One thing I hadn’t anticipated was how much the Japanese embrace the blossom season. They party under the trees and merchandise is blossom themed.

Stationary, worthy of a post in its own right, food and sweet products, cola bottles, entrances to shops, all distinctly blossom themed.

The cleaning team waiting to go through the bullet train before departure. Actually this could be their uniform all the time but, you see my point.

Even the cars are blossom coloured. Ok may be I am getting carried away.

There are castles, temples and shrines to see and enjoy. The cities are densely built and high rise, full of convenience stores and vending machines and sushi bars and restaurants. There are neon lights, millions of people and I loved it all. Tokyo National Museum was fabulous, full of exquisite treasures, beautifully displayed. As I am no travel guide I do not intend to talk about any of these in detail other than to say that they are very interesting and fascinating and I wished I had time to see it all.

I shall share some pictures of the gardens another time but here are just a couple of the signs which amused me.

And finally

On that note, I shall sign off here. Thanks for reading. D.

In a vase on Monday: tulip mania

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When I left for my trip away, the tulips were just beginning to bud. Two and a half weeks later they are in glorious technicolour.

Delicious marmalade colours in an old Dundee marmalade jar.

Cathy our host of IAVOM always manages to find props to accompany her vases which I rarely do. Today however I have added some origami swans, yes they are swans! The colours compliment the tulip colours and indicate where my trip was to.

Back to the flowers, the tulips are Ballerina, Brown sugar, Avignon Parrot all of which are scented. Belle Époque is the soft smoky pink one. Queen of the Night is the dark one.

Cerinthe has self sown and is flowering beautifully, such an accommodating flower, mixing well with the tulips.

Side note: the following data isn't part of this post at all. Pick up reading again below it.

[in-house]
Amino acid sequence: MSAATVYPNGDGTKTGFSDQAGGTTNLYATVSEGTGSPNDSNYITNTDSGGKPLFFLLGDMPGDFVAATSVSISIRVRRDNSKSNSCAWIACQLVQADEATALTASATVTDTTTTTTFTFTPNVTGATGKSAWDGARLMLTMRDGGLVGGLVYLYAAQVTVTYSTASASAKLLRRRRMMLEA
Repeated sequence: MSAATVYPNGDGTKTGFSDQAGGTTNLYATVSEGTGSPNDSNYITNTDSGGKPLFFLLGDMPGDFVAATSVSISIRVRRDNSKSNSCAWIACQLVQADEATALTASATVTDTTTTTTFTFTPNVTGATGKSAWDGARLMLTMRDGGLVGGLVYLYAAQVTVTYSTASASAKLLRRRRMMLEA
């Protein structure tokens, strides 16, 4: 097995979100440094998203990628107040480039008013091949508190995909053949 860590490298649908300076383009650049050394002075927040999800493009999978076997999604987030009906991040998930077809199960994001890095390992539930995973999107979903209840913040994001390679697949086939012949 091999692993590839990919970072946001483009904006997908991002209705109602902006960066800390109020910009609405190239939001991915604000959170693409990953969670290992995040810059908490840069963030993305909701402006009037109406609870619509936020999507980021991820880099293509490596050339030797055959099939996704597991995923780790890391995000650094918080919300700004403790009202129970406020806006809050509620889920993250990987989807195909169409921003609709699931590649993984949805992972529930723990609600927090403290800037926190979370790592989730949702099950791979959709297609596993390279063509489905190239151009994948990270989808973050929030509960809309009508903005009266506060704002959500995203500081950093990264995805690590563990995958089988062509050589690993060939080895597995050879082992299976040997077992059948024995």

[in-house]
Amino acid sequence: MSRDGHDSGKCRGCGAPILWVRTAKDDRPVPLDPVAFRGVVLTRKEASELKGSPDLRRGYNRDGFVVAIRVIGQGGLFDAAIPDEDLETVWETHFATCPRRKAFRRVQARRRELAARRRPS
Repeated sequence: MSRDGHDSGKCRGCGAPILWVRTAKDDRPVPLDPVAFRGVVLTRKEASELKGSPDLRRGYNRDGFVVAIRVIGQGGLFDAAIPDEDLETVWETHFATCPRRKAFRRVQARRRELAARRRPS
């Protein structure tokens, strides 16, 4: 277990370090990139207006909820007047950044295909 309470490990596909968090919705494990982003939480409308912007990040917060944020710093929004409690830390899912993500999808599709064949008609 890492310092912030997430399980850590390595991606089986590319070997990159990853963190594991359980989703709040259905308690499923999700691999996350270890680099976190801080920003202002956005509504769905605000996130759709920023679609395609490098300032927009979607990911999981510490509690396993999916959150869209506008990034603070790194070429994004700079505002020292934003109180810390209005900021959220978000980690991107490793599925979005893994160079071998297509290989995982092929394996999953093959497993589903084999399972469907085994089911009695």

That’s it for me today. Enjoy the short working week if you are lucky enough to have the Easter weekend off. D.

Six On Saturday: Sakura

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It is cherry blossom time in Japan. It is wonderful. These are my favourite views so far. I do not know the varieties and I have not grown these but I love them and hope you will enjoy me sharing them with The Propagator and you too.

A potted tree outside a doorway in Kyoto.

Not actually cherry at all but flowering and celebrated at the same time. Japanese quince.

Against a blue sky in Kyoto. Pink and dreamy.

At the Golden Pavilion these had just opened. Such a strong pink.

The florists are selling stems or twigs of blossoms. This arrangement was in a shop entrance.

White blossoms against freshly opened Acer foliage.

Imagine how gorgeous the blossoms are and then know that the Japanese have blossoms on all their products including cola, stationary, sweets.

Joyful.

Have a great week. D.

In a vase on Monday: ikebana

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In the hotel reception this glorious and ginormous arrangement appeared. A combination of blossom branches, just beginning to flower and the strikingly bright, coloured twigs. I really liked the boldness of the painted twigs set amongst the dainty and pretty blossom branches.

Created by Hiroki Maeno artist (born 1970) Master instructor of the Sogetsu school.

A skilful arrangement described by those who know as transcending the boundaries of ikebana.

Pleased to share this with you and Cathy.

I am certain I could not create such a skilful arrangement or anything remotely of this scale and anyway it would not fit through the front door. That said, I love the use of brightly coloured twigs and blossom branches.

Have a great week wherever you are. D.